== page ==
The first four years were a struggle, as he went 39-42 with a 4.85 ERA, but he also showed his potential by striking out 8.7 batters per nine innings.He finally put it together in 1990. With the help of a club-record 12-game winning streak, he went 17-10 with a 3.36 ERA and was second in the American League behind teammate Nolan Ryan with 220 strikeouts. He was third in the league with seven complete games. A torn rotator cuff in 1991 kept Witt from building on that season, and on Aug. 31, 1992, he was traded to the Oakland Athletics. He pitched in his first playoff game that year as the Athletics won the division title. The following season, Witt was 14-13 with a 4.21 ERA and in 1994, finishing second in the American League with three shutouts. He signed as a free agent with the Florida Marlins in 1995 and was traded back to the Rangers on Aug. 8 of that season. That proved to be a crucial deal because Witt was one of the club's top pitchers the following season, a memorable one as the Rangers won their first division title in club history. Witt ended up going 16-12 with a 5.41 ERA in 33 games and was particularly impressive in the second half. During the stretch drive to the division title, Witt was 8-1 with a 4.19 ERA between July 20 and Sept. 8. He won 12 more games for the Rangers in 1998, then started to drift, going from Texas to St. Louis to Tampa Bay and then to Cleveland. His final season was with the Arizona Diamondbacks, where he was 4-1 with a 4.78 ERA. But he was 3-0 in his last six starts over the final five weeks of the season, helping the Diamondbacks hold off the Giants by two games in the National League West. He closed out his career with a scoreless inning in Game 6 of the 2001 World Series. He would finish ranked 64th all-time with 7.14 strikeouts per nine innings and 69th all-time with 1,955 strikeouts. Shoulder problems plagued him earlier in his career and a bad back was a concern over the final few seasons. But over and over again during the course of his career, he showed plenty of guts and lots of heart.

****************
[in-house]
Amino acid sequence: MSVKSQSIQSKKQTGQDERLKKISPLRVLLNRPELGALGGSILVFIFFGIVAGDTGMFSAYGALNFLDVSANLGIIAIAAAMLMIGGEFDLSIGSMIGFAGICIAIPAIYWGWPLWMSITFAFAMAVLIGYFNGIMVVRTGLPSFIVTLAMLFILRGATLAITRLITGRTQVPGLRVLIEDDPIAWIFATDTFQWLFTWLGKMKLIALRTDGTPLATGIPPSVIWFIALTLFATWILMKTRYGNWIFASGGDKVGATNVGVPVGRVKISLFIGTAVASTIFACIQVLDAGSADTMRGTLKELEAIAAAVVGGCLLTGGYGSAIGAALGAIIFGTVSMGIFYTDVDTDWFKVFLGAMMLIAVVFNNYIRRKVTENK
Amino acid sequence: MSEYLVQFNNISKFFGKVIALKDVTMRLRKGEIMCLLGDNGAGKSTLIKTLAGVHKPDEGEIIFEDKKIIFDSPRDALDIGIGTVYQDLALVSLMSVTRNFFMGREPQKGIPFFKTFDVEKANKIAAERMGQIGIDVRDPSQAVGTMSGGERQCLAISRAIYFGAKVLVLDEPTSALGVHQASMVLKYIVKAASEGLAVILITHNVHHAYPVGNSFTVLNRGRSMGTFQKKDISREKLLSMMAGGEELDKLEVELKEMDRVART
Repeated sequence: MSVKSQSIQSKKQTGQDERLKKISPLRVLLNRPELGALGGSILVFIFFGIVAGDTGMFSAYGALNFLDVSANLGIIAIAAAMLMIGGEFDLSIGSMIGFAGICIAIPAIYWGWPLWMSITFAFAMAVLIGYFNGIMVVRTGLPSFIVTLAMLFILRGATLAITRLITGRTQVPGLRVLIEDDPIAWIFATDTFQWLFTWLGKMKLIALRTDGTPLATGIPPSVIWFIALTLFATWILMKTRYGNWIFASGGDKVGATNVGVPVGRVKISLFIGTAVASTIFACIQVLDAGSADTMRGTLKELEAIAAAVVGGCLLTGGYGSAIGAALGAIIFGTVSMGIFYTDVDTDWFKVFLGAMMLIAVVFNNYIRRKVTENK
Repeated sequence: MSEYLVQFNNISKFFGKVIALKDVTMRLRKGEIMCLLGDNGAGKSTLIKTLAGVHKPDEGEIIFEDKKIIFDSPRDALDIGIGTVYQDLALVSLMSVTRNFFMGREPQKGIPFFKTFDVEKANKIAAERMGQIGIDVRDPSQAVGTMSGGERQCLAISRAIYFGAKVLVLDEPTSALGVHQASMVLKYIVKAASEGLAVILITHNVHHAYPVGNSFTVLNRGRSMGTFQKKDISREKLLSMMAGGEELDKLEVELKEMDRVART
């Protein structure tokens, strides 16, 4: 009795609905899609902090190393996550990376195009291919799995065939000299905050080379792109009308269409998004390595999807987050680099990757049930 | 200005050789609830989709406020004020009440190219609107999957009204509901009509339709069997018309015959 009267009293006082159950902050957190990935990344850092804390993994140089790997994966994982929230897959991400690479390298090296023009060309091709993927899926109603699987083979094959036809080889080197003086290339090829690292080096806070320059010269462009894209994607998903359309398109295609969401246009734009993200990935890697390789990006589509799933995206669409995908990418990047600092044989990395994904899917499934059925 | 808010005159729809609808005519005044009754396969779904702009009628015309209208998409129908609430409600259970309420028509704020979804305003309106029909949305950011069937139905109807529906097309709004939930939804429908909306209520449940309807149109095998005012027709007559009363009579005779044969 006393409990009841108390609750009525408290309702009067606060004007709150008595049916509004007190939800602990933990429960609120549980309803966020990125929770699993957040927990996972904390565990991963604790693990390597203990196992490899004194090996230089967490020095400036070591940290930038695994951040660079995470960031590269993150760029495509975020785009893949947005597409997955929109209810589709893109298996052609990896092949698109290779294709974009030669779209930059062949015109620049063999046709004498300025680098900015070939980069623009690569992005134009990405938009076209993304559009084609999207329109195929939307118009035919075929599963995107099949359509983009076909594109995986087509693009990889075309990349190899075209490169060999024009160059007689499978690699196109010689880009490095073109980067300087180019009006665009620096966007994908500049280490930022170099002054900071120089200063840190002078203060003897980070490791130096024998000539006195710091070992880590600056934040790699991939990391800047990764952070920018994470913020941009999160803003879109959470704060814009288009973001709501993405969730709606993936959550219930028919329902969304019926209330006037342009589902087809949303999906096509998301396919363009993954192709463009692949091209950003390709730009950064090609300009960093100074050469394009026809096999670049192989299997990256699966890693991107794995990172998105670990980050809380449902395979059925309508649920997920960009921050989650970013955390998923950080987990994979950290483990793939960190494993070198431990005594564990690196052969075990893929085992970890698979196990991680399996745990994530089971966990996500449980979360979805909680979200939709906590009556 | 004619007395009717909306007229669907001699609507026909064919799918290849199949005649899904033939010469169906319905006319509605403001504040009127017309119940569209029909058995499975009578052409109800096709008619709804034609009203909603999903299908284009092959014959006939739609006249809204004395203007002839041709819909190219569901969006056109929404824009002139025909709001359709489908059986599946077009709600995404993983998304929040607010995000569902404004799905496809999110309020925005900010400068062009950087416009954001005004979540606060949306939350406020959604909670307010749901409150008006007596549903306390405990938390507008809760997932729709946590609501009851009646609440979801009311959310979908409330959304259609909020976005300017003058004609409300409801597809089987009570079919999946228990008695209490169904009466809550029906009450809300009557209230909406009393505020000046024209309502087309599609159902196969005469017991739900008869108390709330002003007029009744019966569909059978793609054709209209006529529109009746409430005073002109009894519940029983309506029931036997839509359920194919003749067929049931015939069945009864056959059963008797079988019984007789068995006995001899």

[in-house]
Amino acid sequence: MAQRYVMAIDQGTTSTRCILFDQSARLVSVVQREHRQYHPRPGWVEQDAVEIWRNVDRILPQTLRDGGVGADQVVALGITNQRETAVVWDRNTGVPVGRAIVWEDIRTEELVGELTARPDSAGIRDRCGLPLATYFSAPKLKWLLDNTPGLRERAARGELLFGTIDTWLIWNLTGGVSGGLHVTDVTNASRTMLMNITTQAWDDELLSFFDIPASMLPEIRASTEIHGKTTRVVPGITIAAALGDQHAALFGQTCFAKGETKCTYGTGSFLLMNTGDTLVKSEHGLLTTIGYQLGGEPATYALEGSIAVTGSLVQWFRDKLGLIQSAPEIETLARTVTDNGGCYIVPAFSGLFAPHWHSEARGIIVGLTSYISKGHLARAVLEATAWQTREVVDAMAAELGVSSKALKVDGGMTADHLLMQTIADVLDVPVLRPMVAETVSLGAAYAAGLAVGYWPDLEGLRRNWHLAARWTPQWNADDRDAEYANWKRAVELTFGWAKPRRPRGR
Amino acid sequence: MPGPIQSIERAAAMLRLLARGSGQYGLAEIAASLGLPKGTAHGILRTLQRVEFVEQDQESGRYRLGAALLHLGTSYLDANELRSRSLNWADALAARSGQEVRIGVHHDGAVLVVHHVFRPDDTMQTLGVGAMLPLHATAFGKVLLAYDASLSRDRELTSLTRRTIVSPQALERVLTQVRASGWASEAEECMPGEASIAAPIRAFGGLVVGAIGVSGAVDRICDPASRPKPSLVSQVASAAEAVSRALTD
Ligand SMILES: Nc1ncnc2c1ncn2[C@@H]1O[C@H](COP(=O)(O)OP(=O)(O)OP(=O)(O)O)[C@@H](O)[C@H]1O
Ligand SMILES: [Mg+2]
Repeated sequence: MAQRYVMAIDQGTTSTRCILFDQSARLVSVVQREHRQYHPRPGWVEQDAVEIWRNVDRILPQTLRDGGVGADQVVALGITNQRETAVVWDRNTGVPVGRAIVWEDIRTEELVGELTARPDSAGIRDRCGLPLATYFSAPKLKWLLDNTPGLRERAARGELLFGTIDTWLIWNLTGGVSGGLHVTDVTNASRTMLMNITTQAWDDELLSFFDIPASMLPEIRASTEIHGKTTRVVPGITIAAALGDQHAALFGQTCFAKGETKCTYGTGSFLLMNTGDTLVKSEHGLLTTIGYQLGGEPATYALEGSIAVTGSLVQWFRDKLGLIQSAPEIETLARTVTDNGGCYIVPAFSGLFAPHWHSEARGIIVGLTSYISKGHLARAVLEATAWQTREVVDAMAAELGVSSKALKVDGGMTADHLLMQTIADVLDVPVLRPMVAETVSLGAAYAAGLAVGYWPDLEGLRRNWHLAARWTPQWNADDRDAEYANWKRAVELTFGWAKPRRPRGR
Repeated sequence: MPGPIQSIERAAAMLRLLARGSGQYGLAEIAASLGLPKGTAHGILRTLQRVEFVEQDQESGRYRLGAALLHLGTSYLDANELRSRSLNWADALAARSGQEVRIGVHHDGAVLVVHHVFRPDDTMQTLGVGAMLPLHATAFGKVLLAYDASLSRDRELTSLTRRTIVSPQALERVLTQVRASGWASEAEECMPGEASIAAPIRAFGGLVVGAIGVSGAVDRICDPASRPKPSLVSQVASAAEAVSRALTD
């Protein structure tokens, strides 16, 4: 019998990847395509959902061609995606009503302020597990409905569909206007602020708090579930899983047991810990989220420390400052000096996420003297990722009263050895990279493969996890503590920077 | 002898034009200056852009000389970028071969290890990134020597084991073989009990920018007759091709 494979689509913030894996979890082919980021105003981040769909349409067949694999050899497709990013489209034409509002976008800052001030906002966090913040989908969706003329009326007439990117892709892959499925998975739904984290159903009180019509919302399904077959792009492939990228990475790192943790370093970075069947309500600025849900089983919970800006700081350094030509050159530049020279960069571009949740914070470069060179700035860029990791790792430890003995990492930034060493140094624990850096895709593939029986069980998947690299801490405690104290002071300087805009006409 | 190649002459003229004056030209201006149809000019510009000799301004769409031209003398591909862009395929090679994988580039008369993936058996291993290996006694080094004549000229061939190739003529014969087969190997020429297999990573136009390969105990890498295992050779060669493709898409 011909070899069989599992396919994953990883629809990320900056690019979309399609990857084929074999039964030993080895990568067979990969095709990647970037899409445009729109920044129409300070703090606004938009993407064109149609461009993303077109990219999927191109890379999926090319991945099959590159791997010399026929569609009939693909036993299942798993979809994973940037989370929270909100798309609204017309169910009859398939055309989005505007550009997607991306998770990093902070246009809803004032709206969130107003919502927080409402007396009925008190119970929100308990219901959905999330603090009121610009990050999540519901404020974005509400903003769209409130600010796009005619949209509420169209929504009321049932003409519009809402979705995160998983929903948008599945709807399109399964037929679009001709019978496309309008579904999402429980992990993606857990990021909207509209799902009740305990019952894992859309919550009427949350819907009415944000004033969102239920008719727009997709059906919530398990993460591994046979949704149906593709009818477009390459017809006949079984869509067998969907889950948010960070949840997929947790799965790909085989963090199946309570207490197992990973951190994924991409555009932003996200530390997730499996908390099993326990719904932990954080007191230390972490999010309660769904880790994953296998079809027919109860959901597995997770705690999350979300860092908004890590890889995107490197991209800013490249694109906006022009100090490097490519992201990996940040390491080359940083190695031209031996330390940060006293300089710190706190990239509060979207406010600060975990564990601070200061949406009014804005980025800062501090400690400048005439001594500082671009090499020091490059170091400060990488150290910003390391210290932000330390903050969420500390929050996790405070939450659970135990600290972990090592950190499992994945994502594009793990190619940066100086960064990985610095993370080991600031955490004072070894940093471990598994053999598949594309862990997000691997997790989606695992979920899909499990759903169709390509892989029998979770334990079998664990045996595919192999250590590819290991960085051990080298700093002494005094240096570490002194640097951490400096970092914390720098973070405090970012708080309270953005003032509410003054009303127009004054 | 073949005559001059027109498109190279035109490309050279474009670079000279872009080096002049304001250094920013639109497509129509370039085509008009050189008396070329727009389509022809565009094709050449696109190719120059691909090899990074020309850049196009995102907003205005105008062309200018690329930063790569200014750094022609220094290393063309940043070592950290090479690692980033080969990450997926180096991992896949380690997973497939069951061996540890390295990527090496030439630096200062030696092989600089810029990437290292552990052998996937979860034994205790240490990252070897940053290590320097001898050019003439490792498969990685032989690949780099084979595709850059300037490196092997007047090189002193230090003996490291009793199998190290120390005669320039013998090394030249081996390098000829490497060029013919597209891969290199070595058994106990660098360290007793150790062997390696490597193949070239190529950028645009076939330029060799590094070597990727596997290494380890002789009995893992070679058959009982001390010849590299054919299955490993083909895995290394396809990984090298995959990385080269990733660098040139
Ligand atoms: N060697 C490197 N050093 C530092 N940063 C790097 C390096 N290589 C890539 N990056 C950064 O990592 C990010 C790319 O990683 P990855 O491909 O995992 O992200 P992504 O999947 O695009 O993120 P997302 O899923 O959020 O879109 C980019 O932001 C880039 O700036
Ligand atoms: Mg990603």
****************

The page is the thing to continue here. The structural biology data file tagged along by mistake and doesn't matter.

T.R. Sullivan is a reporter for MLB.com. This story was not subject to the approval of Major League Baseball or its clubs.